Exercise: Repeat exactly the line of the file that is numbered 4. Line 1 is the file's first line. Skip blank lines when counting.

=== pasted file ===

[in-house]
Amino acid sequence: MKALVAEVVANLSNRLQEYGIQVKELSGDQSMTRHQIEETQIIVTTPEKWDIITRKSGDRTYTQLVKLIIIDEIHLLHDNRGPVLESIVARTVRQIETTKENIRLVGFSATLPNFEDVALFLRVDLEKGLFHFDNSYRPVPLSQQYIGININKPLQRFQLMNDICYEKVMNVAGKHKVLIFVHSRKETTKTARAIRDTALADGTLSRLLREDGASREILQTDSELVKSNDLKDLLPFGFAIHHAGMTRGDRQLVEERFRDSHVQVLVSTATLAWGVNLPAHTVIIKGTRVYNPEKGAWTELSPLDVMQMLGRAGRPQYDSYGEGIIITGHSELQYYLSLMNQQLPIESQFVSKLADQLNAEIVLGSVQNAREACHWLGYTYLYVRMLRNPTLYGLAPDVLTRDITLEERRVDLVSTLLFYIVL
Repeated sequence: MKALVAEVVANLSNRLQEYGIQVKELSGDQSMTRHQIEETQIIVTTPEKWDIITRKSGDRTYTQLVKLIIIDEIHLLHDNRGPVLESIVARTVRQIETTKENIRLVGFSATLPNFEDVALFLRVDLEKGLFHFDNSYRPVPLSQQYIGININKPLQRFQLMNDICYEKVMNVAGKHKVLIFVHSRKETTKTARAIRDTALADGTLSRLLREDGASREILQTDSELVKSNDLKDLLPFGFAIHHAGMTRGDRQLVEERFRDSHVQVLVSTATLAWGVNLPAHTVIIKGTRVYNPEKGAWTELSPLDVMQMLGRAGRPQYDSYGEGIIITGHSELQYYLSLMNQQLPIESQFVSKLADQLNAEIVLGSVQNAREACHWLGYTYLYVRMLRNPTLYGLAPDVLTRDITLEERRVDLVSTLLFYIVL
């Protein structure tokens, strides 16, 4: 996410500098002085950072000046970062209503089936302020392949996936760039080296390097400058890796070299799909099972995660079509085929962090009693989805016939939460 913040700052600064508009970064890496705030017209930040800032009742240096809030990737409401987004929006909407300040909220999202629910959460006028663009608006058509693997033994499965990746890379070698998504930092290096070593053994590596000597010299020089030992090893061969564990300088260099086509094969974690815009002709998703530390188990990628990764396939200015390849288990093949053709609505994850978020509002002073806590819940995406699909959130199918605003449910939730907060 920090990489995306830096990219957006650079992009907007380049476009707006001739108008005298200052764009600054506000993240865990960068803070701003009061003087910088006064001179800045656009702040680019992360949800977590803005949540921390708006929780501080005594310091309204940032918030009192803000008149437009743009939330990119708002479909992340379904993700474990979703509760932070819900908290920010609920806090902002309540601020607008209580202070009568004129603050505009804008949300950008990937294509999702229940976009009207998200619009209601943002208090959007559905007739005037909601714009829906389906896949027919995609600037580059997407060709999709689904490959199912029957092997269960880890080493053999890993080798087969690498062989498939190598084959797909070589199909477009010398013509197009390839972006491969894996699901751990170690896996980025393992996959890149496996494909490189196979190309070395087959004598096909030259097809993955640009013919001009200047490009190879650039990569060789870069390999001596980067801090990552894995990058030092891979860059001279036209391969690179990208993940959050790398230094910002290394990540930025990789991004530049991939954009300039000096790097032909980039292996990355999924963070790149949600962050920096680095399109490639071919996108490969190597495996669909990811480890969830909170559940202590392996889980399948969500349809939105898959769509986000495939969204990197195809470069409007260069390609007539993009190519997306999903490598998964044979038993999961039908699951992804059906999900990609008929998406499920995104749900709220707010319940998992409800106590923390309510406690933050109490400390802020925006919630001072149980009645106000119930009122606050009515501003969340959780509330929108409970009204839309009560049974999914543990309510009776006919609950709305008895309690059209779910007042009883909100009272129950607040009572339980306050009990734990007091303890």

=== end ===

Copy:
């Protein structure tokens, strides 16, 4: 996410500098002085950072000046970062209503089936302020392949996936760039080296390097400058890796070299799909099972995660079509085929962090009693989805016939939460 913040700052600064508009970064890496705030017209930040800032009742240096809030990737409401987004929006909407300040909220999202629910959460006028663009608006058509693997033994499965990746890379070698998504930092290096070593053994590596000597010299020089030992090893061969564990300088260099086509094969974690815009002709998703530390188990990628990764396939200015390849288990093949053709609505994850978020509002002073806590819940995406699909959130199918605003449910939730907060 920090990489995306830096990219957006650079992009907007380049476009707006001739108008005298200052764009600054506000993240865990960068803070701003009061003087910088006064001179800045656009702040680019992360949800977590803005949540921390708006929780501080005594310091309204940032918030009192803000008149437009743009939330990119708002479909992340379904993700474990979703509760932070819900908290920010609920806090902002309540601020607008209580202070009568004129603050505009804008949300950008990937294509999702229940976009009207998200619009209601943002208090959007559905007739005037909601714009829906389906896949027919995609600037580059997407060709999709689904490959199912029957092997269960880890080493053999890993080798087969690498062989498939190598084959797909070589199909477009010398013509197009390839972006491969894996699901751990170690896996980025393992996959890149496996494909490189196979190309070395087959004598096909030259097809993955640009013919001009200047490009190879650039990569060789870069390999001596980067801090990552894995990058030092891979860059001279036209391969690179990208993940959050790398230094910002290394990540930025990789991004530049991939954009300039000096790097032909980039292996990355999924963070790149949600962050920096680095399109490639071919996108490969190597495996669909990811480890969830909170559940202590392996889980399948969500349809939105898959769509986000495939969204990197195809470069409007260069390609007539993009190519997306999903490598998964044979038993999961039908699951992804059906999900990609008929998406499920995104749900709220707010319940998992409800106590923390309510406690933050109490400390802020925006919630001072149980009645106000119930009122606050009515501003969340959780509330929108409970009204839309009560049974999914543990309510009776006919609950709305008895309690059209779910007042009883909100009272129950607040009572339980306050009990734990007091303890």